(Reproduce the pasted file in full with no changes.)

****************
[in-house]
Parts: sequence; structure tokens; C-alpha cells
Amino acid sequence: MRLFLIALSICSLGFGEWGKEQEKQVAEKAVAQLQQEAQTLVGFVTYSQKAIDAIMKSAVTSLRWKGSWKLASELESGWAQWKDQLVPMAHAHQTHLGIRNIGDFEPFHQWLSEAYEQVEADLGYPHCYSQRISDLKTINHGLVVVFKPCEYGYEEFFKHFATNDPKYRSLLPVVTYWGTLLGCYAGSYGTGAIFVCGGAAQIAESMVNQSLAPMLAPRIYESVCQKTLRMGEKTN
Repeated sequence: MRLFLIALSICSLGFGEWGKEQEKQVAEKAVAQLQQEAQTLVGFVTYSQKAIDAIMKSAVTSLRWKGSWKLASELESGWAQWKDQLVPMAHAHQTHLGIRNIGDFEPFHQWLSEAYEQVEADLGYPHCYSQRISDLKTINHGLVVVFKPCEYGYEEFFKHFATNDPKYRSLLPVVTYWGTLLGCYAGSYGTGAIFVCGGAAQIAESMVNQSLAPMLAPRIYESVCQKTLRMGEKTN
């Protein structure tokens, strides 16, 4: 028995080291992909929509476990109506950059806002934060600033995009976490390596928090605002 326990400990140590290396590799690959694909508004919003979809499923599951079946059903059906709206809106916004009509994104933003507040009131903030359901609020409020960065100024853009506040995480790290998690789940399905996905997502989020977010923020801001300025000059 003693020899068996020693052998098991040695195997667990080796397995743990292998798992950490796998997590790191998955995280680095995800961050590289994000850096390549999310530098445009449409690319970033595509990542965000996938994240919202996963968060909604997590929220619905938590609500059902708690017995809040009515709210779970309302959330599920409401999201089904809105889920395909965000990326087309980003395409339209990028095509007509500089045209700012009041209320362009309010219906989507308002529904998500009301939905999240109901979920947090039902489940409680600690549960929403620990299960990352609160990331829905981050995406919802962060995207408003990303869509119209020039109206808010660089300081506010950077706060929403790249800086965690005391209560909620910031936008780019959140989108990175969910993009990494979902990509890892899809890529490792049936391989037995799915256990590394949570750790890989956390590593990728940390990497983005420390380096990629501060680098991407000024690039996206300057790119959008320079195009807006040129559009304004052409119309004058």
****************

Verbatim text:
[in-house]
Parts: sequence; structure tokens; C-alpha cells
Amino acid sequence: MRLFLIALSICSLGFGEWGKEQEKQVAEKAVAQLQQEAQTLVGFVTYSQKAIDAIMKSAVTSLRWKGSWKLASELESGWAQWKDQLVPMAHAHQTHLGIRNIGDFEPFHQWLSEAYEQVEADLGYPHCYSQRISDLKTINHGLVVVFKPCEYGYEEFFKHFATNDPKYRSLLPVVTYWGTLLGCYAGSYGTGAIFVCGGAAQIAESMVNQSLAPMLAPRIYESVCQKTLRMGEKTN
Repeated sequence: MRLFLIALSICSLGFGEWGKEQEKQVAEKAVAQLQQEAQTLVGFVTYSQKAIDAIMKSAVTSLRWKGSWKLASELESGWAQWKDQLVPMAHAHQTHLGIRNIGDFEPFHQWLSEAYEQVEADLGYPHCYSQRISDLKTINHGLVVVFKPCEYGYEEFFKHFATNDPKYRSLLPVVTYWGTLLGCYAGSYGTGAIFVCGGAAQIAESMVNQSLAPMLAPRIYESVCQKTLRMGEKTN
């Protein structure tokens, strides 16, 4: 028995080291992909929509476990109506950059806002934060600033995009976490390596928090605002 326990400990140590290396590799690959694909508004919003979809499923599951079946059903059906709206809106916004009509994104933003507040009131903030359901609020409020960065100024853009506040995480790290998690789940399905996905997502989020977010923020801001300025000059 003693020899068996020693052998098991040695195997667990080796397995743990292998798992950490796998997590790191998955995280680095995800961050590289994000850096390549999310530098445009449409690319970033595509990542965000996938994240919202996963968060909604997590929220619905938590609500059902708690017995809040009515709210779970309302959330599920409401999201089904809105889920395909965000990326087309980003395409339209990028095509007509500089045209700012009041209320362009309010219906989507308002529904998500009301939905999240109901979920947090039902489940409680600690549960929403620990299960990352609160990331829905981050995406919802962060995207408003990303869509119209020039109206808010660089300081506010950077706060929403790249800086965690005391209560909620910031936008780019959140989108990175969910993009990494979902990509890892899809890529490792049936391989037995799915256990590394949570750790890989956390590593990728940390990497983005420390380096990629501060680098991407000024690039996206300057790119959008320079195009807006040129559009304004052409119309004058």